Muscle pain, also known as myalgia, can make it difficult to enjoy your everyday activities. Whether it’s getting up out of the kitchen chair after drinking your morning coffee or walking to answer a knock at the door, muscle pain can make even the little things difficult. It’s something most of experience from time to time to varying degrees. Here we explain myalgia’s symptoms and causes so you can get to the source of your discomfort – and get back to performing your day-to-day tasks pain-free!
Muscle pain can appear in anyone who has muscles – which is everyone! Adults and children alike can get muscle aches from localised causes like overexertion, viral infections (you know those body aches and pains you get when you have the flu?), injury, or systemic causes like inflammatory conditions, fibromyalgia, or hypothyroidism.1
Symptoms of muscle pain
Luckily (if you can say that about pain), muscle pain symptoms are fairly straightforward to spot. Here’s what to look out for:
- If your myalgia is localised, you may feel muscle soreness or weakness in a specific area.
- If your myalgia is systemic, you may feel muscle aches and pains throughout your body
Muscle pain can resolve on its own with at-home treatments and remedies. However, some muscle pains may be more worrisome than others.
When your muscle pain symptoms are accompanied by the following – call a doctor immediately:2
- A very high fever
- Difficulty breathing
- A tick bite
- Stiff neck
- Pronounced muscle weakness
- Muscle pain that is extreme or came on suddenly without explanation
Causes of muscle pain
The most common causes of muscle pain are:
- Strains - Strains occur when a tendon gets stretched beyond its normal capacity. This can occur from accidents, falls, sudden twisting motions, and athletic activities.
- Injury or blunt force trauma - Bumps and bruises can cause muscle pain. When your body has received a strong impact, it can cause a contusion (more commonly known as a bruise) in your muscle. You may feel tenderness and swelling as a result.
- Overexertion - Whether you went too hard at the gym or stood on your feet for too long in the kitchen cooking for a holiday meal – if your body is unaccustomed to such exertion, you may experience muscle pain and soreness the next day or two.
- Stress - When you’re feeling stressed out, you may notice your muscles getting tense and achy. That’s because psychological or physical stress can cause your muscles to tense up, the body’s automatic reaction in order to protect against injury and pain. Long-lasting or chronic stress can create a near-constant state of muscle tension, which can cause muscle pain. Many people feel this stress pain most in their shoulders and neck.3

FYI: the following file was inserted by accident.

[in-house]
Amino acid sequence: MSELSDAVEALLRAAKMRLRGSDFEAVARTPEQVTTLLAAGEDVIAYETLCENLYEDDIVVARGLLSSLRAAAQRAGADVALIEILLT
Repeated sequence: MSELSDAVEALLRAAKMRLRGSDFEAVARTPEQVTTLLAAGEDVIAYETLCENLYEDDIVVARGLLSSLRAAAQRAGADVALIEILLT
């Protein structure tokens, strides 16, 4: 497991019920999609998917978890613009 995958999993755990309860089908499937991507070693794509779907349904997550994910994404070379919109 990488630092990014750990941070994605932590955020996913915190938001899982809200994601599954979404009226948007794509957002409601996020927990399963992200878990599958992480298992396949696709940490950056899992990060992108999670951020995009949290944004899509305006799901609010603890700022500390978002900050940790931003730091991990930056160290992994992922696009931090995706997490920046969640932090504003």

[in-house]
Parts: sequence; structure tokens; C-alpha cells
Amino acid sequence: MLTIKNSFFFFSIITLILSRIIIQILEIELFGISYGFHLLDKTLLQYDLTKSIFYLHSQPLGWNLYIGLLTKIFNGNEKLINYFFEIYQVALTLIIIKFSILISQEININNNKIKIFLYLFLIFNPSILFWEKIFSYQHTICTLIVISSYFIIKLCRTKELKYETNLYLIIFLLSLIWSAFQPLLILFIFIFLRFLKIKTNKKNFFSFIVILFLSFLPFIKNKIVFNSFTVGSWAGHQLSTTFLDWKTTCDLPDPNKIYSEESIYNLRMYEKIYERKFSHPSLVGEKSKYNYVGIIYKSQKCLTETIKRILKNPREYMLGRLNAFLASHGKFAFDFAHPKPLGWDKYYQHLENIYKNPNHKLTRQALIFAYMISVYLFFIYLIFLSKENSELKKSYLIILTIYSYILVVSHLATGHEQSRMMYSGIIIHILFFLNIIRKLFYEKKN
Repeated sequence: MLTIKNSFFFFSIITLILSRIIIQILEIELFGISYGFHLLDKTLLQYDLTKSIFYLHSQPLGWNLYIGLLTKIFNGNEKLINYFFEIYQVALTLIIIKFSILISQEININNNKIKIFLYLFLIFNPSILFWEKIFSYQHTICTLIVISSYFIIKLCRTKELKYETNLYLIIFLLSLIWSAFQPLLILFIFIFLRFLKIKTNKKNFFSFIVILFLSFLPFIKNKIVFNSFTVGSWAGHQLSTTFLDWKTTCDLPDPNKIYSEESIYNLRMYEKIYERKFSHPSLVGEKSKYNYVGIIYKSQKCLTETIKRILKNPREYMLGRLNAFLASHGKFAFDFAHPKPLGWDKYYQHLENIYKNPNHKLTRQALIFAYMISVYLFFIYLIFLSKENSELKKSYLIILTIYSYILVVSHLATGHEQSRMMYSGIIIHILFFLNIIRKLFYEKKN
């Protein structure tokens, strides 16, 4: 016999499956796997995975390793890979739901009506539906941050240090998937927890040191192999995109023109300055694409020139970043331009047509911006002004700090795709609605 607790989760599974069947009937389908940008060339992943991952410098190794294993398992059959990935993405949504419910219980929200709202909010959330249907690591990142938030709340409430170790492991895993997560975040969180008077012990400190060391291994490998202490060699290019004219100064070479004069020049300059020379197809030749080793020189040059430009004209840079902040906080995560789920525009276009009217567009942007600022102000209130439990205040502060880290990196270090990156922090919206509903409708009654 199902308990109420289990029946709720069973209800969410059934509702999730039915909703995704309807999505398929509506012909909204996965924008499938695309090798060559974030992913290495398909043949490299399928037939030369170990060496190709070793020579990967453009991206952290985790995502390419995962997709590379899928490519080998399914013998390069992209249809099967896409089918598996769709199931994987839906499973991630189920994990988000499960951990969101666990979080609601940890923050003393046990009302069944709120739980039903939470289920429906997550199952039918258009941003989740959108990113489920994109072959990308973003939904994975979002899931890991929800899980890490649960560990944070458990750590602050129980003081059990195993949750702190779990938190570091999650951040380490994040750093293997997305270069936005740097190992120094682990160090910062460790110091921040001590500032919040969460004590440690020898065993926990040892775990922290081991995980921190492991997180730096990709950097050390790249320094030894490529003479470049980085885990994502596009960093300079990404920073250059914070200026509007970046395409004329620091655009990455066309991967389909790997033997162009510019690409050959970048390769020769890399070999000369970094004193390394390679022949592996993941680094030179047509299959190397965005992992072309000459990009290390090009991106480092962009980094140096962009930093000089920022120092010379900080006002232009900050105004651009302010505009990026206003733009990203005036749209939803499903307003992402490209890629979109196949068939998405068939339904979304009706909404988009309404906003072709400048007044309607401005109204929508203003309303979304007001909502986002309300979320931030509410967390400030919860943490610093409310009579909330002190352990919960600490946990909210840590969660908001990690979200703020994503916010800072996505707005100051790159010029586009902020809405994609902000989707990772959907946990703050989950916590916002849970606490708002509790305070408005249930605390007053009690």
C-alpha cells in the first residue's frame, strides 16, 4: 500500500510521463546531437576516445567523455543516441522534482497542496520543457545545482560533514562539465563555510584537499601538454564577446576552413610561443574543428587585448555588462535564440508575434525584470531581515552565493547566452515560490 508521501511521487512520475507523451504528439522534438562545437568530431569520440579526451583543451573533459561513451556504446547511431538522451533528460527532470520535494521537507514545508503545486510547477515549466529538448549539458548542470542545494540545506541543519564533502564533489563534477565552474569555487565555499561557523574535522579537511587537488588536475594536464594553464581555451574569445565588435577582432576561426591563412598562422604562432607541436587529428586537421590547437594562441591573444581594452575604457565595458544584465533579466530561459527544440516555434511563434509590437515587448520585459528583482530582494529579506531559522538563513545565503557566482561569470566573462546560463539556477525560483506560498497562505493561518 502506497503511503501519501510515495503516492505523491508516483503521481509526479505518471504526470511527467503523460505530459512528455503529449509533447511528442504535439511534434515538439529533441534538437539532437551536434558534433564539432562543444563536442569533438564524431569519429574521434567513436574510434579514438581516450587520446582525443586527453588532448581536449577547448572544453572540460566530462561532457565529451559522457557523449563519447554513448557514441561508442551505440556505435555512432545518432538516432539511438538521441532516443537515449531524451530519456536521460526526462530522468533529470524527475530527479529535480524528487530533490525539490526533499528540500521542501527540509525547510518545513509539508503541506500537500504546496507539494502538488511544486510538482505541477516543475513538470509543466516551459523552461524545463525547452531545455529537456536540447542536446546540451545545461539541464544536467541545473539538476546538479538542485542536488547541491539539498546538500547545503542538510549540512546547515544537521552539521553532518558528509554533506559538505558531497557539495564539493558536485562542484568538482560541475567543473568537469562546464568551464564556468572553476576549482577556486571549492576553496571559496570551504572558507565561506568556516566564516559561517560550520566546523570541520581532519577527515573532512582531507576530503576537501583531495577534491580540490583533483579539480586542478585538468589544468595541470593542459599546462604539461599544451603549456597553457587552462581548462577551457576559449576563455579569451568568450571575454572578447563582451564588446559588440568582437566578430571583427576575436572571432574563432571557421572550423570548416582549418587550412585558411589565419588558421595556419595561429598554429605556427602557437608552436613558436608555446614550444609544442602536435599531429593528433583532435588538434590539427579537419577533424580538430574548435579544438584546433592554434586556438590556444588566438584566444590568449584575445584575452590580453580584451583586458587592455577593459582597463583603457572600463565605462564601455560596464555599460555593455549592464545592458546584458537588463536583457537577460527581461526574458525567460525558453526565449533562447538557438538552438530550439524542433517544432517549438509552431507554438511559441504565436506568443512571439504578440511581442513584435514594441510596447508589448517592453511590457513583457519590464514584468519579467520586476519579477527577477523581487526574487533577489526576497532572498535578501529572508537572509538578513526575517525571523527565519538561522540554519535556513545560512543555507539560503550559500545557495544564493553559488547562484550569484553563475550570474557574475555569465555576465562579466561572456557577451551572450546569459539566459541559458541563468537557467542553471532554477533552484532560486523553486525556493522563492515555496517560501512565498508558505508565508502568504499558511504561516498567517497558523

- Dehydration - Not drinking enough water can cause muscle cramps and pain. When undertaking physical activity – especially when it’s hot out, but in cold weather, too! – be sure to stay hydrated. Dehydration can cause increased muscle soreness post-physical activity.4 So, be sure to take a water bottle with you when you’re out moving about.
- Poor posture - Standing or sitting with poor posture can strain your muscles, which can then in turn cause muscle pain.
- Lack of sleep - Sleep is the body’s time to rest and recuperate. Sleep deprivation can leave the body feeling run down. Muscle pain can be associated with not getting a good night’s sleep.5
- Nutritional deficiency - If you’re not getting proper nutrition from your diet, you may experience muscle aches and pains. For instance, vitamin D deficiency has been shown to cause muscle pain.6 Anaemia is another nutritional deficiency that can cause muscle pain and cramping.7
- Infection - One of the most commonly experienced infections that causes muscle pain is the flu. However, muscle pain associated with infection, can also indicate infections like Lyme’s disease, pneumonia, or mononucleosis.
- Diseases and hereditary conditions - Conditions like fibromyalgia, hypothyroidism, multiple sclerosis, rheumatoid arthritis, and others can cause muscle weakness.
When muscle pain occurs throughout the entire body, it is more likely to be due to something systemic, such as an infection, or an underlying illness. If you suspect this may be the case with your muscle pain, make an appointment with your physician. He or she may order blood tests to help understand the cause of your muscle pain.
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